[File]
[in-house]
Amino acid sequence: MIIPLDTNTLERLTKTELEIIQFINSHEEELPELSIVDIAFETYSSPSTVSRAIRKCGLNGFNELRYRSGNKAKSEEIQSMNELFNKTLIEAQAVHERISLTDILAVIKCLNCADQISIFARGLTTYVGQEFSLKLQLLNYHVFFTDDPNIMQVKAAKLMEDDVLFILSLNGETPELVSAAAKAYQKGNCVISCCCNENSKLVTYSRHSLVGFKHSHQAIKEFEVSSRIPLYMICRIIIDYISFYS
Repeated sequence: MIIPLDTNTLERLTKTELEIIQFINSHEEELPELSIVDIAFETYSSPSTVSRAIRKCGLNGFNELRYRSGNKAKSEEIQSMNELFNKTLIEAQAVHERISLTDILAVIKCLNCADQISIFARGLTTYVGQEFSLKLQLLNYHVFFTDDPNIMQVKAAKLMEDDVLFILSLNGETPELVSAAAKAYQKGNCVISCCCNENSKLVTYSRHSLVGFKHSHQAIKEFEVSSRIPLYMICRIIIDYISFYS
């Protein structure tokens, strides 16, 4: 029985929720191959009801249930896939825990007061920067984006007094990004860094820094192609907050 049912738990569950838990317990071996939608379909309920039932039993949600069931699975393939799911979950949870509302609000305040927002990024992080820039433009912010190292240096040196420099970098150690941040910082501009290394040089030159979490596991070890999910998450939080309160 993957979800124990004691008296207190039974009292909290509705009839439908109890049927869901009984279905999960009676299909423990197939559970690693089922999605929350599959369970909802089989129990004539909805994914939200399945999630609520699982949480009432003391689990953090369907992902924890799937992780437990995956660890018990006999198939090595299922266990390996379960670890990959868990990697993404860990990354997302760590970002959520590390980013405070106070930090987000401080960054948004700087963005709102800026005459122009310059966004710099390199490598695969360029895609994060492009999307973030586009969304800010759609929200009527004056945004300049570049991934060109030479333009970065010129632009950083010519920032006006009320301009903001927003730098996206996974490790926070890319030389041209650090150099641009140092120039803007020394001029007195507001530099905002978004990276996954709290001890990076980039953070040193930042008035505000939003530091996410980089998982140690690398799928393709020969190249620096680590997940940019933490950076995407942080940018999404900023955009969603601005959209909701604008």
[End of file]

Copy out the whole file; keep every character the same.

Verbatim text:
[in-house]
Amino acid sequence: MIIPLDTNTLERLTKTELEIIQFINSHEEELPELSIVDIAFETYSSPSTVSRAIRKCGLNGFNELRYRSGNKAKSEEIQSMNELFNKTLIEAQAVHERISLTDILAVIKCLNCADQISIFARGLTTYVGQEFSLKLQLLNYHVFFTDDPNIMQVKAAKLMEDDVLFILSLNGETPELVSAAAKAYQKGNCVISCCCNENSKLVTYSRHSLVGFKHSHQAIKEFEVSSRIPLYMICRIIIDYISFYS
Repeated sequence: MIIPLDTNTLERLTKTELEIIQFINSHEEELPELSIVDIAFETYSSPSTVSRAIRKCGLNGFNELRYRSGNKAKSEEIQSMNELFNKTLIEAQAVHERISLTDILAVIKCLNCADQISIFARGLTTYVGQEFSLKLQLLNYHVFFTDDPNIMQVKAAKLMEDDVLFILSLNGETPELVSAAAKAYQKGNCVISCCCNENSKLVTYSRHSLVGFKHSHQAIKEFEVSSRIPLYMICRIIIDYISFYS
């Protein structure tokens, strides 16, 4: 029985929720191959009801249930896939825990007061920067984006007094990004860094820094192609907050 049912738990569950838990317990071996939608379909309920039932039993949600069931699975393939799911979950949870509302609000305040927002990024992080820039433009912010190292240096040196420099970098150690941040910082501009290394040089030159979490596991070890999910998450939080309160 993957979800124990004691008296207190039974009292909290509705009839439908109890049927869901009984279905999960009676299909423990197939559970690693089922999605929350599959369970909802089989129990004539909805994914939200399945999630609520699982949480009432003391689990953090369907992902924890799937992780437990995956660890018990006999198939090595299922266990390996379960670890990959868990990697993404860990990354997302760590970002959520590390980013405070106070930090987000401080960054948004700087963005709102800026005459122009310059966004710099390199490598695969360029895609994060492009999307973030586009969304800010759609929200009527004056945004300049570049991934060109030479333009970065010129632009950083010519920032006006009320301009903001927003730098996206996974490790926070890319030389041209650090150099641009140092120039803007020394001029007195507001530099905002978004990276996954709290001890990076980039953070040193930042008035505000939003530091996410980089998982140690690398799928393709020969190249620096680590997940940019933490950076995407942080940018999404900023955009969603601005959209909701604008």